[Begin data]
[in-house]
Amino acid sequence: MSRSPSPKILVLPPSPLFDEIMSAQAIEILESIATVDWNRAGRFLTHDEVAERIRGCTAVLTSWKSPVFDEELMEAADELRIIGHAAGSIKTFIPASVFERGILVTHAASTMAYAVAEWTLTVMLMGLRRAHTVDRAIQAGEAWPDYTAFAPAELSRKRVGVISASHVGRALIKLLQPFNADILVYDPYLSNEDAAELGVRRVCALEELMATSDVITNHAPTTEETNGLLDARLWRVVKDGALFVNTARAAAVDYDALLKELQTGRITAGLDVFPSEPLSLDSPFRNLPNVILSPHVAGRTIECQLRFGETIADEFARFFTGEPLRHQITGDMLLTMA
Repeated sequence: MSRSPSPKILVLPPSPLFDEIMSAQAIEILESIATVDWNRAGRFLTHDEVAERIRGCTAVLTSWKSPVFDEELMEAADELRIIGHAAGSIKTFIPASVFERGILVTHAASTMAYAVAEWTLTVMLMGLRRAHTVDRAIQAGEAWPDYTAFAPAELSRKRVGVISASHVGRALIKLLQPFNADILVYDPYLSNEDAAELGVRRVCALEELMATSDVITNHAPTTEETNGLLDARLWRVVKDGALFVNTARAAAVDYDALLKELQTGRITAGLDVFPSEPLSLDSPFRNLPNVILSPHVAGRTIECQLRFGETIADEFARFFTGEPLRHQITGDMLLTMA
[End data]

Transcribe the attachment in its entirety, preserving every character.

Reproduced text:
[in-house]
Amino acid sequence: MSRSPSPKILVLPPSPLFDEIMSAQAIEILESIATVDWNRAGRFLTHDEVAERIRGCTAVLTSWKSPVFDEELMEAADELRIIGHAAGSIKTFIPASVFERGILVTHAASTMAYAVAEWTLTVMLMGLRRAHTVDRAIQAGEAWPDYTAFAPAELSRKRVGVISASHVGRALIKLLQPFNADILVYDPYLSNEDAAELGVRRVCALEELMATSDVITNHAPTTEETNGLLDARLWRVVKDGALFVNTARAAAVDYDALLKELQTGRITAGLDVFPSEPLSLDSPFRNLPNVILSPHVAGRTIECQLRFGETIADEFARFFTGEPLRHQITGDMLLTMA
Repeated sequence: MSRSPSPKILVLPPSPLFDEIMSAQAIEILESIATVDWNRAGRFLTHDEVAERIRGCTAVLTSWKSPVFDEELMEAADELRIIGHAAGSIKTFIPASVFERGILVTHAASTMAYAVAEWTLTVMLMGLRRAHTVDRAIQAGEAWPDYTAFAPAELSRKRVGVISASHVGRALIKLLQPFNADILVYDPYLSNEDAAELGVRRVCALEELMATSDVITNHAPTTEETNGLLDARLWRVVKDGALFVNTARAAAVDYDALLKELQTGRITAGLDVFPSEPLSLDSPFRNLPNVILSPHVAGRTIECQLRFGETIADEFARFFTGEPLRHQITGDMLLTMA